The term ‘computer’ is used herein to refer to any device with processing capability such that it can execute instructions. Those skilled in the art will realize that such processing capabilities are incorporated into many different devices and therefore the term ‘computer’ includes PCs, servers, mobile telephones, personal digital assistants and many other devices.

The methods described herein may be performed by software in machine readable form on a tangible storage medium. The software can be suitable for execution on a parallel processor or a serial processor such that the method steps may be carried out in any suitable order, or simultaneously.

This acknowledges that software can be a valuable, separately tradable commodity. It is intended to encompass software, which runs on or controls “dumb” or standard hardware, to carry out the desired functions. It is also intended to encompass software which “describes” or defines the configuration of hardware, such as HDL (hardware description language) software, as is used for designing silicon chips, or for configuring universal programmable chips, to carry out desired functions.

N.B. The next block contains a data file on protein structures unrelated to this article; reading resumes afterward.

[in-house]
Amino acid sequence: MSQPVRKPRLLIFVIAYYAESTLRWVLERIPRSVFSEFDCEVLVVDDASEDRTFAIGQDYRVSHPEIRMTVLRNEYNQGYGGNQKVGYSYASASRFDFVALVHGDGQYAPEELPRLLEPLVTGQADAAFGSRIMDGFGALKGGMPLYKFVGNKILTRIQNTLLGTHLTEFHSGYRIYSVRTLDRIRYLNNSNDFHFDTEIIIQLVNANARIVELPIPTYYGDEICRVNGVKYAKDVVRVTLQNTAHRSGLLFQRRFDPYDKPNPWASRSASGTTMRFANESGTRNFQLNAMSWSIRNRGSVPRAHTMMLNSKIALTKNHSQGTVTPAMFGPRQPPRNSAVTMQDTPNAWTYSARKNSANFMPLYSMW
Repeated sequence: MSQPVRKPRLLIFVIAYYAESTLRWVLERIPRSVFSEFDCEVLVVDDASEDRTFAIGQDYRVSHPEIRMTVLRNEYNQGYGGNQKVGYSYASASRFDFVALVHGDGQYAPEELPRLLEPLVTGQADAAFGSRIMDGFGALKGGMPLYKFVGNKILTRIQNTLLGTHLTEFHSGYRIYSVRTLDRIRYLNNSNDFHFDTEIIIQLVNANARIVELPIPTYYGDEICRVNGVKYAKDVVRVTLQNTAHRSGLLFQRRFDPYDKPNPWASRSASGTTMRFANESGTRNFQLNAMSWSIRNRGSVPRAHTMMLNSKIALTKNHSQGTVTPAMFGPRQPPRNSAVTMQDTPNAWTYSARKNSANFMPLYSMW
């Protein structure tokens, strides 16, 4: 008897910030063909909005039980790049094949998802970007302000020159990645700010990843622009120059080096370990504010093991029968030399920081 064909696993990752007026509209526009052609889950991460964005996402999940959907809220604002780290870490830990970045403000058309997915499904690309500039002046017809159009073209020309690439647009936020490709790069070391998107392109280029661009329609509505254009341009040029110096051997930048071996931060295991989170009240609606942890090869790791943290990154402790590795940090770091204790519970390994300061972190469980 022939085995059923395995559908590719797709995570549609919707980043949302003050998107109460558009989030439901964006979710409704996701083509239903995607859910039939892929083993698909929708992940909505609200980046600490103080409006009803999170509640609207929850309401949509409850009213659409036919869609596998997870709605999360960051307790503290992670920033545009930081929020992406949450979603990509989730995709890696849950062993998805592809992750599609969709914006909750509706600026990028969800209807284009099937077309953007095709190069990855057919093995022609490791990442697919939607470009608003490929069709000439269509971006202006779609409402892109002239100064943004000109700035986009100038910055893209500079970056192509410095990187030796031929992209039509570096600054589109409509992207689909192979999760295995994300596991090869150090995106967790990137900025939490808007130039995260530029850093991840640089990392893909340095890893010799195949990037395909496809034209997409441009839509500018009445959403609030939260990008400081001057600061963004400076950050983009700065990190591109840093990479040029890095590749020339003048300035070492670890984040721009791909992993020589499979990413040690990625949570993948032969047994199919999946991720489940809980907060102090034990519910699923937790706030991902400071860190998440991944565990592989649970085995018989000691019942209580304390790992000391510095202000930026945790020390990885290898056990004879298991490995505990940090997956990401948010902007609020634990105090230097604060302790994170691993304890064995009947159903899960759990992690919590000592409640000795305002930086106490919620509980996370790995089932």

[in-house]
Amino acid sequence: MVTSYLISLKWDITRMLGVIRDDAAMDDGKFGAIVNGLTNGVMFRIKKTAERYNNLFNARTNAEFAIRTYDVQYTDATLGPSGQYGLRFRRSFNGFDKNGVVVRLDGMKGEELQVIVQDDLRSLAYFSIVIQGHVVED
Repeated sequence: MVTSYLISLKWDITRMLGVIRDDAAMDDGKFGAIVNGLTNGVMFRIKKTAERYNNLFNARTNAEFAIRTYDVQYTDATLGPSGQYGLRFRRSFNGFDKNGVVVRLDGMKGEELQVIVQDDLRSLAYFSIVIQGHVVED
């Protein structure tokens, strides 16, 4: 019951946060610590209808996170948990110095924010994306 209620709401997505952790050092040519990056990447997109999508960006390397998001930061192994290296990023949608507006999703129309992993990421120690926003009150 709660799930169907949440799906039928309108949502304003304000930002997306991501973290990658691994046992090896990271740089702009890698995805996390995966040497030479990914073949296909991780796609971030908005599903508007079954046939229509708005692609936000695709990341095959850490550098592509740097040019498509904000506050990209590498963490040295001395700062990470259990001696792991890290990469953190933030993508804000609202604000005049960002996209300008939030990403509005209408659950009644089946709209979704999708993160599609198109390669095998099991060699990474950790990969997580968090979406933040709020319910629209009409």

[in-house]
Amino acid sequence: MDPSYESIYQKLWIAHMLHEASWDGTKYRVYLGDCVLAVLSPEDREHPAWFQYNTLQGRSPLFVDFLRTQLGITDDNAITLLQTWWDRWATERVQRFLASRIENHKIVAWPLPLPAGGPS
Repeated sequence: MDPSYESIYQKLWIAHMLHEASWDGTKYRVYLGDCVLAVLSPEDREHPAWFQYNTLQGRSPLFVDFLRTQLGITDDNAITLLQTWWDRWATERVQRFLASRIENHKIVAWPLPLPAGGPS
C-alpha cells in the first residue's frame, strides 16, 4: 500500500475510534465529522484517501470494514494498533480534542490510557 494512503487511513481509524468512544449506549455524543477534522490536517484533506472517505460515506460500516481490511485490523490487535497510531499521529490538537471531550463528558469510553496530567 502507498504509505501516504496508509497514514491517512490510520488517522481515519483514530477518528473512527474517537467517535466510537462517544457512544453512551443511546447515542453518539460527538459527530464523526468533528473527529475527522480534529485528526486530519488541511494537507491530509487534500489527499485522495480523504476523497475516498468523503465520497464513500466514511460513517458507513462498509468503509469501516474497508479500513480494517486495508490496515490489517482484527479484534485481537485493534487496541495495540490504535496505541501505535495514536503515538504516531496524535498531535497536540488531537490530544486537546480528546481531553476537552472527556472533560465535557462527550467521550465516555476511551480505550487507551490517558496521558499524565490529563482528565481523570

Those skilled in the art will realize that storage devices utilized to store program instructions can be distributed across a network. For example, a remote computer may store an example of the process described as software. A local or terminal computer may access the remote computer and download a part or all of the software to run the program. Alternatively, the local computer may download pieces of the software as needed, or execute some software instructions at the local terminal and some at the remote computer (or computer network). Those skilled in the art will also realize that by utilizing conventional techniques known to those skilled in the art that all, or a portion of the software instructions may be carried out by a dedicated circuit, such as a DSP, programmable logic array, or the like.

Any range or device value given herein may be extended or altered without losing the effect sought, as will be apparent to the skilled person.